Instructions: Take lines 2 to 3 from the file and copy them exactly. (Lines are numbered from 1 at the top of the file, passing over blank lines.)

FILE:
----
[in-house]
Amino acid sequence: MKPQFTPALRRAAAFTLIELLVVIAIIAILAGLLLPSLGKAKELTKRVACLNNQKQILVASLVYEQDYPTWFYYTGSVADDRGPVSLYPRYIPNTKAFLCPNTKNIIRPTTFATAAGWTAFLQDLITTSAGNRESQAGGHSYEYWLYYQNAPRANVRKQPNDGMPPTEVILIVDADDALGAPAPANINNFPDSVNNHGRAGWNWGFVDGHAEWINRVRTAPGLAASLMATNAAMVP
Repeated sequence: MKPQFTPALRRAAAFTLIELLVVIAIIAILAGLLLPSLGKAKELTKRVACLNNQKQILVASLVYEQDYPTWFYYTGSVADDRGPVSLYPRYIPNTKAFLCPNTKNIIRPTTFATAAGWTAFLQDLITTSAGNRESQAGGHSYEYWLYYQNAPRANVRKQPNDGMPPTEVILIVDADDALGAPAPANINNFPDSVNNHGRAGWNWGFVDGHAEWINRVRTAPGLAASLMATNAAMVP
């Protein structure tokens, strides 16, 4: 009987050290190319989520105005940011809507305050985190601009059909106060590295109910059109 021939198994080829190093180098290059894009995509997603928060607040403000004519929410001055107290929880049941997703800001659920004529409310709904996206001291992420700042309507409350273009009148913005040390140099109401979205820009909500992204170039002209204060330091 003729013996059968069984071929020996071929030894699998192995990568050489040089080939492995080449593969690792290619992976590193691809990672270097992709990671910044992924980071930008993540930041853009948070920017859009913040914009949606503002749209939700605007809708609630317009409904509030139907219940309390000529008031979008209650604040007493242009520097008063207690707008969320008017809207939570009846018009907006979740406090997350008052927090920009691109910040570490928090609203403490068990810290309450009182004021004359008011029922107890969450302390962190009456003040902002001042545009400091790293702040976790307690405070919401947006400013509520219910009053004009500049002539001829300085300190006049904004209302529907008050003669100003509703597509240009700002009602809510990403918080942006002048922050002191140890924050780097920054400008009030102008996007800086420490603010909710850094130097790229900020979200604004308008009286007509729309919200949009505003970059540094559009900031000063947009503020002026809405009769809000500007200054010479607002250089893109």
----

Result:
Amino acid sequence: MKPQFTPALRRAAAFTLIELLVVIAIIAILAGLLLPSLGKAKELTKRVACLNNQKQILVASLVYEQDYPTWFYYTGSVADDRGPVSLYPRYIPNTKAFLCPNTKNIIRPTTFATAAGWTAFLQDLITTSAGNRESQAGGHSYEYWLYYQNAPRANVRKQPNDGMPPTEVILIVDADDALGAPAPANINNFPDSVNNHGRAGWNWGFVDGHAEWINRVRTAPGLAASLMATNAAMVP
Repeated sequence: MKPQFTPALRRAAAFTLIELLVVIAIIAILAGLLLPSLGKAKELTKRVACLNNQKQILVASLVYEQDYPTWFYYTGSVADDRGPVSLYPRYIPNTKAFLCPNTKNIIRPTTFATAAGWTAFLQDLITTSAGNRESQAGGHSYEYWLYYQNAPRANVRKQPNDGMPPTEVILIVDADDALGAPAPANINNFPDSVNNHGRAGWNWGFVDGHAEWINRVRTAPGLAASLMATNAAMVP